Dual Bases: Finite Versus Infinite Dimensional Linear Spaces

Motivation

I know that in a finite dimensional Euclidean space $\Bbb{E}^n$, for every basis $G=\{g_1,g_2,…,g_n\} \subset \Bbb{E}^n$ we can define a dual basis $G’=\{g^1,g^2,…,g^n\} \subset \Bbb{E}^n$ such that

$$g_i \cdot g^j = \delta_{i}^{j} \tag{1}$$

Also, it can be proved that such a basis exists and it is unique. The main advantage of dual bases is that when we write an arbitrary vector as a linear combination of the original basis $G$ then we can obtain the coefficients of the linear combination by just using the orthogonality property of $G$ and $G’$ like below

$$\begin{align}
x &= \sum_{i=1}^{n}x^i g_i \\
x \cdot g^j &= \sum_{i=1}^{n} x^i g_i \cdot g^j = \sum_{i=1}^{n} x^i \delta_{i}^{j} = x^j \\
x &= \sum_{i=1}^{n}(x \cdot g^i) g_i
\end{align}
\tag{2}$$

Now, let us go into the infinite dimensional space of infinitely differentiable functions $f(x)$ over the interval $[-a,a]$. We all know that the eigen-functions of the Sturm-Liouville operator can form an orthonormal basis for such functions with proper boundary conditions at the end points. However, this is really a nice operator, a self-adjoint one which produces orthonormal eigen-functions. In some Partial Differential Equations (PDEs), we encounter non-self-adjoint operators and we should expand our solution and boundary data in terms of their eigen-functions which unfortunately are not orthogonal anymore!

Just to give an example, consider the following biharmonic boundary value problem (BVP)

$$\begin{array}{lll}
\Delta^2 \Phi=0 & -a \le x \le a & -b \le y \le b \\
\Phi(a,y)=0 & \Phi_x(a,y)=0 & \\
\Phi(-a,y)=0 & \Phi_x(-a,y)=0 & \\
\Phi(x,b)=f(x) & \Phi_y(x,b)=0 & \\
\Phi(x,-b)=f(x) & \Phi_y(x,-b)=0 & \\
\end{array} \tag{3}$$

where we have the symmetry $f(-x)=f(x)$. Also, for the sake of continuity of boundary conditions at the corners we require that

$$f(a)=f(-a)=f'(a)=f'(-a)=0 \tag{4}$$

Then solving this BVP leads to the following eigen-value problem

$$ \left( \frac{d^4}{dx^4}+2\omega^2\frac{d^2}{dx^2}+\omega^4 \right)X(x)=0 \\
X(a)=X(-a)=X'(a)=X'(-a)=0 \tag{5}$$

which has a non-self adjoint operator. The eigen-functions are known as Papkovich-Fadle eigen-functions. They can form a basis for the infinite dimensional space of infinitely differentiable functions $f(x)$ satisfying $(4)$ over the interval $[-a,a]$. As I told before, these eigen-functions are not orthogonal and this makes finding the coefficients $c_i$ of the expansions

$$f(x)= \sum_{i=1}^{\infty} c_i X(\omega_i;x) \tag{6}$$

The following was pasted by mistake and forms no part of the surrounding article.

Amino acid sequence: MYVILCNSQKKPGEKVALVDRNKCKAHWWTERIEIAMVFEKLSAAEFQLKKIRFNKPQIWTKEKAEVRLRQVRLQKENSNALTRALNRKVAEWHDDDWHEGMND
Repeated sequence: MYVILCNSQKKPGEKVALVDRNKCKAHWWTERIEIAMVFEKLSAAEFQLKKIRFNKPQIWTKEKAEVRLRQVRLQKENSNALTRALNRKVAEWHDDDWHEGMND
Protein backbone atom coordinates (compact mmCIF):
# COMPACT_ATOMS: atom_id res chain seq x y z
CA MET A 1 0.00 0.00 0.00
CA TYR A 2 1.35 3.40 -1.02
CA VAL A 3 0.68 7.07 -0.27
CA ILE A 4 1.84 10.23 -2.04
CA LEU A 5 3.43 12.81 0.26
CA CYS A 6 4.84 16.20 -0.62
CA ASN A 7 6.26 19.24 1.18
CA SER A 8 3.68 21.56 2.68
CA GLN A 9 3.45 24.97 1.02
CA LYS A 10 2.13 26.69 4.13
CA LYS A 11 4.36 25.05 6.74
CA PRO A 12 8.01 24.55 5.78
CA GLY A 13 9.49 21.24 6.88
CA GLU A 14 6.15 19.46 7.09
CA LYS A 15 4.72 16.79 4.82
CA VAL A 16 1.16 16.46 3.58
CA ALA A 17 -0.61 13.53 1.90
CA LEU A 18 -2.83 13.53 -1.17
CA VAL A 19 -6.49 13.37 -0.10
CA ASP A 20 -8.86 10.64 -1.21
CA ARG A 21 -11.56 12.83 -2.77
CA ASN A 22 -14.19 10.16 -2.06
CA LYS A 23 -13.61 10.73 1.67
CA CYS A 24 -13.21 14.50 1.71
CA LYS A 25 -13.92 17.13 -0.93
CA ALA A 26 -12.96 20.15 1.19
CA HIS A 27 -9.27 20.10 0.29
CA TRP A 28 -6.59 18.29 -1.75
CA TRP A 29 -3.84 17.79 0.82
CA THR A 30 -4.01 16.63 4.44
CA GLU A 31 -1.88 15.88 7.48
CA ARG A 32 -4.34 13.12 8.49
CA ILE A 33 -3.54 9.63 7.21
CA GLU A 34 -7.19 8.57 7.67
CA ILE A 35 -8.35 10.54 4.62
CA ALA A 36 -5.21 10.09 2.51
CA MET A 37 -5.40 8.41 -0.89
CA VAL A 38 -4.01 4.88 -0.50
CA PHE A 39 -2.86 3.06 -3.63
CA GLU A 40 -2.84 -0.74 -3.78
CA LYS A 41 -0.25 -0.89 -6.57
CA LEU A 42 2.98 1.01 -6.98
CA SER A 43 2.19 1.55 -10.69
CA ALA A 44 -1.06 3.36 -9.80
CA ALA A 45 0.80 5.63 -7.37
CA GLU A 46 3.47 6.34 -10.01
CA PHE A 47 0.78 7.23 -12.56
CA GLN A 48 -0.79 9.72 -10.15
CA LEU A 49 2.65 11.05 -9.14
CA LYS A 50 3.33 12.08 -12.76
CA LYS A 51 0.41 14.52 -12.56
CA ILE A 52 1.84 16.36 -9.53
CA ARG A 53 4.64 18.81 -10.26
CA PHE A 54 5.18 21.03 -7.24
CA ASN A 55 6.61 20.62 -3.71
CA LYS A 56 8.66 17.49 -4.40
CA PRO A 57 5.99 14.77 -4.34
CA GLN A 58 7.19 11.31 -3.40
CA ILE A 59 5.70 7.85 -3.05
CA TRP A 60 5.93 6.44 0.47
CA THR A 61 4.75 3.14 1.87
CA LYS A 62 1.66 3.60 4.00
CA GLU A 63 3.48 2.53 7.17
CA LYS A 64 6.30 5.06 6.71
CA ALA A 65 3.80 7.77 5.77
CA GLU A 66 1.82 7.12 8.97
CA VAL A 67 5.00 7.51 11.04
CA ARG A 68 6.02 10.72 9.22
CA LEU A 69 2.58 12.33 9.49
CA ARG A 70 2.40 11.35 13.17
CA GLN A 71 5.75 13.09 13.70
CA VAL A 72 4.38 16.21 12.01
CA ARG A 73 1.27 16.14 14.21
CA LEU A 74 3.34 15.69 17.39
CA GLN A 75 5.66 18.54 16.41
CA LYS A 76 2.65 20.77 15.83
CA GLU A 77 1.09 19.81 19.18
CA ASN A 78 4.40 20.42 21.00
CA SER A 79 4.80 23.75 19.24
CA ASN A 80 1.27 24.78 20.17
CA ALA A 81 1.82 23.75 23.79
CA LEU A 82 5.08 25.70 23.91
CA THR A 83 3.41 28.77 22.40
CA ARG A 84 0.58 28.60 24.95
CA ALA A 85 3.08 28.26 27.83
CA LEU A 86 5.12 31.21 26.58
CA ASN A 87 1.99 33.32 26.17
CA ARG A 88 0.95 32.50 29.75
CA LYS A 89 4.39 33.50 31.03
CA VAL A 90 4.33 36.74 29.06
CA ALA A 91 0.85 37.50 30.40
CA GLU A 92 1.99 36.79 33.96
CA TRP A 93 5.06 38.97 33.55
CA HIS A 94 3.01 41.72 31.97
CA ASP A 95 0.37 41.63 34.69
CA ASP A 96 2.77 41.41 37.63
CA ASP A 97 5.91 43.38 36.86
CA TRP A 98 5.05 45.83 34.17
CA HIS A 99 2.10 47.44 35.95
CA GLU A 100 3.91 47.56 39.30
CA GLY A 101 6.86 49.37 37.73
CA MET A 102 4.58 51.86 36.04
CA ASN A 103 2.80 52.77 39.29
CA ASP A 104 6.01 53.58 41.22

really difficult leading to solve an infinite system of linear algebraic equations for the unknown coefficients $c_i$!


Questions

$1.$ Is there a dual basis thing for the basis $X(\omega_i;x)$’s that can make the computation of $c_i$’s easier? To be more specific, is there some basis $Y(\omega_j;x)$ such that

$$\int_{-a}^{a} X(\omega_i;x) Y(\omega_j;x) dx =\delta_{ij} \tag{7}$$

which can be considered to have the similar role of $g^j$. If such a thing existed then we could compute the $c_i$’s by using $(6)$ and the orthogonality in $(7)$ easily

$$\int_{-a}^{a} f(x) Y(\omega_j;x) dx = \sum_{i=1}^{\infty} c_i \int_{-a}^{a} X(\omega_i;x) Y(\omega_j;x) dx = \sum_{i=1}^{\infty} c_i \delta_{ij} = c_j \tag{8}$$

$2.$ If the answer to question $1$ is YES, how it can be computed? If NO, Why?

Solutions Collecting From Web of "Dual Bases: Finite Versus Infinite Dimensional Linear Spaces"

Not a concrete answer, but some generic pointers to your problem.

General Remarks on the dual space of $L^2$

It seems reasonable to consider your operator as an operator in $\mathcal H= L^2([-a,a]\times[-b,b])$, which is the Hilbert space of all measurable functions where $$\langle f,f\rangle=\int_{[-a,a]\times [-b,b]}f(x,y)\overline{f(x,y)}dx dy < \infty.$$

This Hilbert space has a nice relation to its dual, namely you can identify it with itself:

For $f \in \mathcal H$, we can define an element of the dual via

$$f'(g):= \langle g,f \rangle =\int_{[-a,a]\times [-b,b]}g(x,y)\overline{f(x,y)}dx dy,$$

defined on all $g\in \mathcal H.$

Vice versa, for every $f \in \mathcal H’$ there’s an $f \in \mathcal H$ such that the equation above holds (cf., e.g. Conway, A Course in Functional analysis, 1990, Theorem 3.4 (The Riesz Representation Theorem)).

Note that neither $C^0$ nor the space of piecwise continuous functions equipped with this innner product is a Hilbert space. They are subsets of $L^2$, and thus, their duals are even larger than the dual of $L^2$. (Here, I’m assuming a bounded domain $[-a,a]\times [-b,b]$ and only finitely many jump points for the piecewise functions).

Remarks on your operator

Your differential operator (let’s call it $A$) can be considered as an operator in $\mathcal H$. In this case, you need to specify the domain of $A$ (as a subset of $\mathcal H$) such that the functions $f$ are in $\mathcal H$ and $Af$ still lies in $\mathcal H$. The vector space of piece-wise continuous functions is a subspace of $\mathcal H$, but the first derivative doesn’t need to exists. (I’m no PDE expert, but I’d expect some subset of $C^1$ with some additional constraints that the second derivative also exists.

In the case of Sturm-Liouville differential expressions (like $-(pf’)’+qf$), one usually takes functions $f$ which are absolutely continuous (i.e. the first derivative is locally summable), where $pf’$ is absolutely continuous and $-(pf’)’+qf$ lies in $L^2([a,b])$.

The boundary conditions you listed are an additional important restriction of your domain, but it’s important that you state which kind of solutions you’re allowing for your PDE.

Disclaimer

This is just presenting a general framework how to treat differential operators in Hilbert spaces. I don’t know if this framework will help you to solve your PDE problem.